Wednesday, November 9, 2022 from 1 - 3 PM

Chair: Santiago Morales (Primary Presenter), PhD, Department of Psychology, University of Southern California, USA 

Discussant: George Buzzell, PhD, Florida International University, Miami, USA

Workshop Description:

Keywords: EEG, ERP, Power, Psychophysiology, Mobile Technology 

Electroencephalography (EEG) is one of the most efficient and accessible methods to study brain function across development. The power of EEG as a neuroscience tool lies in its utility with populations across the lifespan, its temporal precision, and relatively inexpensive and portable hardware. However, most researchers continue to use a narrow number of EEG data collection and analysis approaches (i.e., in-lab assessments of ERPs and power), limiting the knowledge that could be gained from EEG. This symposium presents four innovative data collection methods or analytic advances by young investigators that (a) demonstrate how cutting-edge approaches are being used to measure and analyze EEG across development, (b) highlight how these methods better capture developmental processes, and (c) discuss the practicalities of implementing such methods. Presentation One examines and validates the use of mobile EEG systems to collect data outside of the laboratory, increasing ecological validity and sample representation of EEG studies. Presentation Two discusses innovative cortical source analysis of developmental EEG to improve EEG’s spatial resolution. The last two presentations represent important advances on the two most widely used EEG measures: power and ERPs. Presentation Three discusses the importance and utility of using a novel parameterization algorithm to characterize the EEG power spectrum. Presentation Four highlights the use of time-frequency analyses to better characterize the oscillations contained in the EEG data and reveal patterns not observed by traditional analyses (e.g., ERPs). Finally, the discussant, a pioneer in developmental EEG with five decades of experience, will suggest the necessary next steps to further develop these methods to study brain function across development and the promise they bring for better understanding development.



Sonya V. Troller-Renfree (Primary Presenter), PhD, Department of Biobehavioral Sciences, Teachers College, Columbia University, USA

Nathan A. Fox, PhD, Department of Human Development of Quantitative Methodology, University of Maryland, USA 

Kimberly G. Noble, MD, PhD, Department of Biobehavioral Sciences, Teachers College, Columbia University, USA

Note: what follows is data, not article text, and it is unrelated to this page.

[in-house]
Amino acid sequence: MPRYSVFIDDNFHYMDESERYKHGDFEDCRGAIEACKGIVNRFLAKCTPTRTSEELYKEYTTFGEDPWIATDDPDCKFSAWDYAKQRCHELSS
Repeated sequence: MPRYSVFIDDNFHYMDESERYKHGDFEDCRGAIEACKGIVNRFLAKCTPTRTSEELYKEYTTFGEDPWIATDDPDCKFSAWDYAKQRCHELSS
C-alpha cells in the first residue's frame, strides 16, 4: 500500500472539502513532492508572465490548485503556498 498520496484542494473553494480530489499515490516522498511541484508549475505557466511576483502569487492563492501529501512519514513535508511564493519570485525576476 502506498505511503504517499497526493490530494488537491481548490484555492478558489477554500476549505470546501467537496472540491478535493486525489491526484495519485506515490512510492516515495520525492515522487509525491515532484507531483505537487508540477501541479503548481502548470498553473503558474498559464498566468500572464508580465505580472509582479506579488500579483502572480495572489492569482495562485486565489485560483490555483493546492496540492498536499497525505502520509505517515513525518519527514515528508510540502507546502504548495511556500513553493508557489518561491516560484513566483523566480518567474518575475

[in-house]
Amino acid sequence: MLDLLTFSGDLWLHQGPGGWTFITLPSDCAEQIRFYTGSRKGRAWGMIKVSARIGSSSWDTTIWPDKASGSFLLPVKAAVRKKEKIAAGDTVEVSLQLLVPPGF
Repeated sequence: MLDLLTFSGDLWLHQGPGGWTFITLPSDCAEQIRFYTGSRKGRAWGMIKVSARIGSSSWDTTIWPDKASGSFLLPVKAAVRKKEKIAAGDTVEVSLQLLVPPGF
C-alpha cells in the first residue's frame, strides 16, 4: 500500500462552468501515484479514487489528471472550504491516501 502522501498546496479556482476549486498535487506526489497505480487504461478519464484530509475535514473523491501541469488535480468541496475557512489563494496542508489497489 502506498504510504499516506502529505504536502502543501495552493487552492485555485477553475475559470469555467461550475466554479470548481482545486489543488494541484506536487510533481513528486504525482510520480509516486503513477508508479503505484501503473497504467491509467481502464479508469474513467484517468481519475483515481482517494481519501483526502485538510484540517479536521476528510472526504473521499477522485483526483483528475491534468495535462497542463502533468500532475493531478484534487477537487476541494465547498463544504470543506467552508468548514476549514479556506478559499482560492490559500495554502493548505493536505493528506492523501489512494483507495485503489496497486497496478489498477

The last decade has seen increased availability of mobile electroencephalography (EEG). These mobile systems enable researchers to conduct data collection “in-context,” reducing participant burden and potentially increasing diversity and representation of research samples. However, such methodological innovations require scrutiny and methodological evaluation. In this talk we will provide an overview of the utility of mobile EEG systems for developmental populations. First, we will discuss considerations surrounding mobile EEG in a variety of contexts (e.g., home, lab, schools, etc.). Next, we will provide guidance for collecting high-quality, mobile EEG in infants and children. Specifically, we will offer insights and recommendations for equipment selection, data collection, and data analysis. For equipment selection, topics we will cover include the size of the recording equipment, available electrode types, reference types, and available montages. For data collection, we will highlight important recommendations surrounding non-standardized recording environments, obtaining informed consent from parents, instructions for parents during capping and recording, stimuli and task design, training field researchers, and monitoring data quality. Finally, for data analysis, we will discuss analytic difficulties facing mobile EEG systems, available analysis pipelines, as well as present data showing the robustness mobile EEG data from a recent study using this approach.  The talk will conclude with an overall assessment of the current utility of mobile EEG for developmental research as well as provide recommendations for future research.



Stefania Conte (Primary Presenter), PhD, Department of Psychology, University of South Carolina, USA 

John Richards, PhD, Department of Psychology, University of South Carolina, USA